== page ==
Pardis Dabashi, Ph.D.

Assistant Professor
Pardis Dabashi


Pardis Dabashi is an assistant professor of English at the University of Nevada, Reno. An interdisciplinary scholar of European and American modernism, film studies, and theory, Dabashi studies the intersection of form, politics, and affect. She is epecially interested in studying the formal means through which film and literature trouble stances of political and normative certainty, which she explores through examinations of structures of feeling such as ambivalence and doubt.

Her current book-in-progress, "Losing the Plot: Film and Feeling in the Modern Novel," studies plot, ambivalence, and normativity in popular film and the modern novel. She focuses on the films of Greta Garbo, Marlene Dietrich, Max Ophuls, and the early cinema, as well as the novels of Nella Larsen, Djuna Barnes, and William Faulkner.

Her most recent research explores the nature and practices of critical argumentation and what constitutes grounds for scholarly dispute. Her work has appeared or is forthcoming in PMLA, MFS: Modern Fiction Studies, Modernism/modernity, Modernism/modernity Print Plus, Early Popular Visual Culture, Arizona Quarterly, Public Books, Politics/Letters and elsewhere. She is also the coeditor of The New Faulkner Studies, forthcoming from Cambridge University Press in 2022.

Research interests

  • Film and media studies
  • Novel studies
  • 20th-century American literature
  • Transnational modernism
  • Literary and film theory
  • Theories of realism and modernism
  • Method and argument
  • The Archive
  • Global cinema
  • Iranian cinema
  • Comparative literature

Recent publications

  • "Introduction to 'Cultures of Argument': The Loose Garments of Argument," PMLA 13.5 (October 2020): 946-955.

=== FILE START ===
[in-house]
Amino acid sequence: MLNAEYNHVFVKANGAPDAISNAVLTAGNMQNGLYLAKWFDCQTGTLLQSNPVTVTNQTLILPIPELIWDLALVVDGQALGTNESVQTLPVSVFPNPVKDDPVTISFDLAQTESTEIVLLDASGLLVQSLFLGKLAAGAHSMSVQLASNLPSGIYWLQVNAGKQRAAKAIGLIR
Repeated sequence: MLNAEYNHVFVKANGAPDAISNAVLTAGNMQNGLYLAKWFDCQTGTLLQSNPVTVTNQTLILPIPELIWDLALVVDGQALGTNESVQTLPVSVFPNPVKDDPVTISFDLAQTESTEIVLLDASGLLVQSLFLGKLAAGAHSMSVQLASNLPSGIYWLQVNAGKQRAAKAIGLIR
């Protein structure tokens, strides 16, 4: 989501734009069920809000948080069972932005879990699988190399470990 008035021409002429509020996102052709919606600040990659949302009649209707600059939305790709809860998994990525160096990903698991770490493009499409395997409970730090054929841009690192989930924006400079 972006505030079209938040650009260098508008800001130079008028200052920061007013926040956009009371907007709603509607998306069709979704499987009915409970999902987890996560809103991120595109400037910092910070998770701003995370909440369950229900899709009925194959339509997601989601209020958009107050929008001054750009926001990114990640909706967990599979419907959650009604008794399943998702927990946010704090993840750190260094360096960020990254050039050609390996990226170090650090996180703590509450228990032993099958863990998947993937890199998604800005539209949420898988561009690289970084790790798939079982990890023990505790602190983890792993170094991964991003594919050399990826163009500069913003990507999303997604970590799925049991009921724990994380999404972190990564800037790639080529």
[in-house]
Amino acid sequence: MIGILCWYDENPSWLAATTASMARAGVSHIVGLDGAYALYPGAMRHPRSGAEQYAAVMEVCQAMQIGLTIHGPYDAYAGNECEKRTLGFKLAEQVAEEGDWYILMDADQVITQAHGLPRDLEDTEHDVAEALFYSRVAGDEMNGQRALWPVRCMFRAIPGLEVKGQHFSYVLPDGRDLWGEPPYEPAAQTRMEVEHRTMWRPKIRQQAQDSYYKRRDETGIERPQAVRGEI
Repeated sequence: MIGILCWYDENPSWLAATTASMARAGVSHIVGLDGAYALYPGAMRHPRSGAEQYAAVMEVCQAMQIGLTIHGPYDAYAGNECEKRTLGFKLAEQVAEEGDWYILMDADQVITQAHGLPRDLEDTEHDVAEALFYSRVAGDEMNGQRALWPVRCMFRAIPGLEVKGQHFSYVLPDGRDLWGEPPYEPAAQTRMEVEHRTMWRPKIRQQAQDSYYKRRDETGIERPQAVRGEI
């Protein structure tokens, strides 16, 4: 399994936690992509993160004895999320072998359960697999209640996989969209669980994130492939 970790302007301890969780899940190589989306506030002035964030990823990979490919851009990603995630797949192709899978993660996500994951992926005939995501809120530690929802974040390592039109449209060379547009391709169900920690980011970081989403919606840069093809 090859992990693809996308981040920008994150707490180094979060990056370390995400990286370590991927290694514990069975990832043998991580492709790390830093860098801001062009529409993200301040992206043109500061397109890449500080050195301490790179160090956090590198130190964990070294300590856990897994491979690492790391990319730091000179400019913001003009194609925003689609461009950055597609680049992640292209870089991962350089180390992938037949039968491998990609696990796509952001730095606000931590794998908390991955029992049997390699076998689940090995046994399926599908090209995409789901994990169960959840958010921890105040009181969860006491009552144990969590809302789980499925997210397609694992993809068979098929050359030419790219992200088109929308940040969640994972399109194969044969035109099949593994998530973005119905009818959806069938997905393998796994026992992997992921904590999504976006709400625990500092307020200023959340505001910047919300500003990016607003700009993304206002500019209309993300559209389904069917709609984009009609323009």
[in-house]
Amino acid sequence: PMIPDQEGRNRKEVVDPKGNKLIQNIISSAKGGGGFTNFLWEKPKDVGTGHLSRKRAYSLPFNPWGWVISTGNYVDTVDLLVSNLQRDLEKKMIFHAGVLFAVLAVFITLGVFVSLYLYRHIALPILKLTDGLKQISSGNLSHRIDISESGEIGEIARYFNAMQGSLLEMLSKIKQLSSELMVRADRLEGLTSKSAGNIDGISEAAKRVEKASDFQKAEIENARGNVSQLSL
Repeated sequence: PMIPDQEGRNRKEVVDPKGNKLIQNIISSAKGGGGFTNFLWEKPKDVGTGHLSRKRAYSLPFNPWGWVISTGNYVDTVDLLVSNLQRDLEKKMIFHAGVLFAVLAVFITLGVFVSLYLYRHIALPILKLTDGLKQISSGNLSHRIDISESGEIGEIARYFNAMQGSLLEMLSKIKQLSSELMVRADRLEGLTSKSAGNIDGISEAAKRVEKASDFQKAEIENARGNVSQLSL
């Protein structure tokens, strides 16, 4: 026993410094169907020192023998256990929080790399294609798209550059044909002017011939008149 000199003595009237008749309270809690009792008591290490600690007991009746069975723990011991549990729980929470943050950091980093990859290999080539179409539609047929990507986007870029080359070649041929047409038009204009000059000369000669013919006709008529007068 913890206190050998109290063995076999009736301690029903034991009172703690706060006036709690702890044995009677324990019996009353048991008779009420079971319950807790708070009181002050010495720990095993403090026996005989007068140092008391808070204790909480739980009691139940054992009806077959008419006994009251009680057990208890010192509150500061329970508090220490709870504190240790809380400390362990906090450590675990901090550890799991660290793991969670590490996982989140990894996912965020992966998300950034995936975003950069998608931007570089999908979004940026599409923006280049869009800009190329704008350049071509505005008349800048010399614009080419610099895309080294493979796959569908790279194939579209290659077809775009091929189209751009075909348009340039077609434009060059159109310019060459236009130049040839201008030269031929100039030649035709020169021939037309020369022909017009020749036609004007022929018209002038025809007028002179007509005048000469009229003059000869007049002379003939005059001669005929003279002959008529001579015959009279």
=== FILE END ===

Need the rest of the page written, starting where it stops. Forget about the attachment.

• "Helga Crane's Camera Obscura: Nella Larsen, Garbo's Face, and the Modernist Longing for Plot," Textual Practice 34.2 (October 2020): 2069-2089.
  • "Cosmopolitan Secrets: The Racialist Affordances of Equivocation in Henry James's The American," MFS: Modern Fiction Studies 66.4 (Winter 2020): 620-649.
  • "The Rise of the Absurdly Demanding Job Ad." The Chronicle of Higher Education (June 2020).
  • “Dear Nella: What Did You See?” Modernism/modernity Print Plus 4.3 (November 2019).
  • “‘too soon too soon too soon': Continuity, Blame, and the Limits of the Present in As I Lay Dying,” Arizona Quarterly 75.4 (Winter 2019): 107-130.
  • "Iraj Pezeshkzad's 'My Uncle Napoleon'," B-Sides Series, Public Books (7.4.2019).
  • “The Art of the High-Born: A Look Back at Bahman Farmanara’s Prince Ehtejab,” Politics/Letters #13 (September 2018).
  • “The Compsons Were Here: Indexicality, the Actuality, and the Crisis of Meaning in The Sound and the Fury,” Modernism/modernity 24.3 (September 2017): 527-548.
  • “Literature, Lecoq and the ‘nouveau roman’.” The Routledge Companion to Jacques Lecoq, eds., Mark Evans and Rick Kemp. London: Routledge, Taylor & Francis Group, 2016: 79-86.


  • Ph.D., English, Boston University, 2019
  • M.A., English, Boston University, 2013
  • B.A., English and Comparative Literature, Columbia University, 2008